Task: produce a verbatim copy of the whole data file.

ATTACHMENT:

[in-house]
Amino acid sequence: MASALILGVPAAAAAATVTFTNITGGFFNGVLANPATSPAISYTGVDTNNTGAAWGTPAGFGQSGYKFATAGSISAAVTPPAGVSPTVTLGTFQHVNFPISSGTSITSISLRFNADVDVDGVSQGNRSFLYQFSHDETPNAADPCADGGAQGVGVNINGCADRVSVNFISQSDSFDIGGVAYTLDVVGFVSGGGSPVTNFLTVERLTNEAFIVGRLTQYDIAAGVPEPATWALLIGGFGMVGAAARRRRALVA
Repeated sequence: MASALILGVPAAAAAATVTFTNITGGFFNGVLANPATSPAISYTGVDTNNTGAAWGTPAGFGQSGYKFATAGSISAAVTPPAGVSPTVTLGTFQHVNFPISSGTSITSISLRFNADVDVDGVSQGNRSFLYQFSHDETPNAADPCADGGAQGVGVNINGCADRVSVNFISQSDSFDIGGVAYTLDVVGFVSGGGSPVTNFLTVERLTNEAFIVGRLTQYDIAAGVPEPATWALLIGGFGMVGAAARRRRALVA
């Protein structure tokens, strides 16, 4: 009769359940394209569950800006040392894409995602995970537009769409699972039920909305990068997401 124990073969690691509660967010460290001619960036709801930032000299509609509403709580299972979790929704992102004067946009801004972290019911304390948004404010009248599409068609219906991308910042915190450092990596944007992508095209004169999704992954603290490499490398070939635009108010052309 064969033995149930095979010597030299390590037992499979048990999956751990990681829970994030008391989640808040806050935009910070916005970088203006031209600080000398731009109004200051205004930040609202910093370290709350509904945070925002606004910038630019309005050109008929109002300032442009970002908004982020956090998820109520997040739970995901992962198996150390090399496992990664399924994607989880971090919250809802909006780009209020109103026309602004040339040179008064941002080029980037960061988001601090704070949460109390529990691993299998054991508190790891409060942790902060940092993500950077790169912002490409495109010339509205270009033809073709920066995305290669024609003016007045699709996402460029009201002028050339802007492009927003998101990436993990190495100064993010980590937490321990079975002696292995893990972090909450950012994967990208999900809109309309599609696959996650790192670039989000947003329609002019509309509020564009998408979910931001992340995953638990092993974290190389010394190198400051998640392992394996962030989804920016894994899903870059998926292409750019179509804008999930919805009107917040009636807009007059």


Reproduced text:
[in-house]
Amino acid sequence: MASALILGVPAAAAAATVTFTNITGGFFNGVLANPATSPAISYTGVDTNNTGAAWGTPAGFGQSGYKFATAGSISAAVTPPAGVSPTVTLGTFQHVNFPISSGTSITSISLRFNADVDVDGVSQGNRSFLYQFSHDETPNAADPCADGGAQGVGVNINGCADRVSVNFISQSDSFDIGGVAYTLDVVGFVSGGGSPVTNFLTVERLTNEAFIVGRLTQYDIAAGVPEPATWALLIGGFGMVGAAARRRRALVA
Repeated sequence: MASALILGVPAAAAAATVTFTNITGGFFNGVLANPATSPAISYTGVDTNNTGAAWGTPAGFGQSGYKFATAGSISAAVTPPAGVSPTVTLGTFQHVNFPISSGTSITSISLRFNADVDVDGVSQGNRSFLYQFSHDETPNAADPCADGGAQGVGVNINGCADRVSVNFISQSDSFDIGGVAYTLDVVGFVSGGGSPVTNFLTVERLTNEAFIVGRLTQYDIAAGVPEPATWALLIGGFGMVGAAARRRRALVA
């Protein structure tokens, strides 16, 4: 009769359940394209569950800006040392894409995602995970537009769409699972039920909305990068997401 124990073969690691509660967010460290001619960036709801930032000299509609509403709580299972979790929704992102004067946009801004972290019911304390948004404010009248599409068609219906991308910042915190450092990596944007992508095209004169999704992954603290490499490398070939635009108010052309 064969033995149930095979010597030299390590037992499979048990999956751990990681829970994030008391989640808040806050935009910070916005970088203006031209600080000398731009109004200051205004930040609202910093370290709350509904945070925002606004910038630019309005050109008929109002300032442009970002908004982020956090998820109520997040739970995901992962198996150390090399496992990664399924994607989880971090919250809802909006780009209020109103026309602004040339040179008064941002080029980037960061988001601090704070949460109390529990691993299998054991508190790891409060942790902060940092993500950077790169912002490409495109010339509205270009033809073709920066995305290669024609003016007045699709996402460029009201002028050339802007492009927003998101990436993990190495100064993010980590937490321990079975002696292995893990972090909450950012994967990208999900809109309309599609696959996650790192670039989000947003329609002019509309509020564009998408979910931001992340995953638990092993974290190389010394190198400051998640392992394996962030989804920016894994899903870059998926292409750019179509804008999930919805009107917040009636807009007059």